Jean Charles Leonard Simonde de Sismondi

Exploitation of Labor, and Socialism

Though he does not draw Socialistic conclusions, Sismondi's argument often runs like that of Marx himself, and his thought concerning the exploitation of labor undoubtedly influenced Socialistic criticism. Generally, though not with entire consistency, he states that labor is the source of wealth. The "rich" can only obtain the products of others' labor through exchange. If they were to spend their capital, they would become impoverished. But this is not necessary, for in the existing social order they make their property produce through the labor of others. In so many words, he says that capitalists exploit laborers, gaining not be­cause they produce a surplus above costs, but because they pay less than cost. At one point, the word "spoliation" is used.2 Luxury is possible only where it is maintained with the labor of others; unremitting toil, only where it secures a bare subsistence, — this is a corollary of his ideas on overproduction.

Competition is criticized as leading to overwork and to the employment of women. Government intervention is advocated. Yet Sismondi stops short of Socialism, and criticizes Owen and others.


A marked characteristic of Sismondi was his concrete and historical method. Smith and Malthus, he praises for their study of history and facts; while he constantly criticizes Ricardo for his abstraction and hasty generalization, and takes Say and M'Culloch to task on the same ground. Indeed, Sis­mondi was as much an historian as an economist. He was fully aware of the necessity for taking time and place and history into consideration. His best work lies in his concrete study of eco­nomic phenomena, and when he takes to abstract analysis he not infrequently falls into inconsistencies that confuse the reader.


No evidence has been found that the German Historical School acknowledges a debt to Sismondi, yet it is probable that he was well known to the leaders of that school, — Roscher gives him favorable comment in his History of Political Economy in Germany, — and some small degree of influence seems not unlikely. More recently, in America, the so-called "institutional economists" profess to derive some aid and com­fort from his example.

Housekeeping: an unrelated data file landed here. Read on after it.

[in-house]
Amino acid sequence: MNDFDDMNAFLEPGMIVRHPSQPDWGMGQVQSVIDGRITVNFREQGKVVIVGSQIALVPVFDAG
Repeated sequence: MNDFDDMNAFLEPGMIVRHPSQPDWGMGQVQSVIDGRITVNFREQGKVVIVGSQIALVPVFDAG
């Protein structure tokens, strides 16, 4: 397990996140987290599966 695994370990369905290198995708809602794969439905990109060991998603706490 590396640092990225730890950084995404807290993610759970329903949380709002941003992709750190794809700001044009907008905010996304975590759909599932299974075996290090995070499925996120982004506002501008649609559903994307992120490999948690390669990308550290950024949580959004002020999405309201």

Aside from this, Sismondi's influence was chiefly felt by the Socialists. Indeed, he has sometimes been wrongly classed as one. Though his writing was thus effective along a line which he would not himself have followed, he was almost universally rejected by economists. This was no doubt due to the extremely reactionary character of his thought. He called for government intervention in an age of laisser faire. He was a pessimist in a land where optimism reigned. He opposed the very spirit of the dominant economics in his criticism of chrematistique, competi­tion, etc. And his notions concerning overproduction and ma­chinery were not only largely erroneous, but were peculiarly offensive to the "orthodox" English Classicist.

J. S. Mill read Sismondi, and his more humanitarian spirit and advocacy of government intervention, even passing over to Socialistic views in his later years, must have made him a sym­pathetic reader. But to what extent he drew on Sismondi cannot be stated. Fix, Droz {Economie -politique, 1829), Vil-leneuve-Bargemont {Economie politique chretienne, 1834), and Minghetti {Delia economia publico, 1859) might be classed as followers; and Buret appears to have been a sole disciple.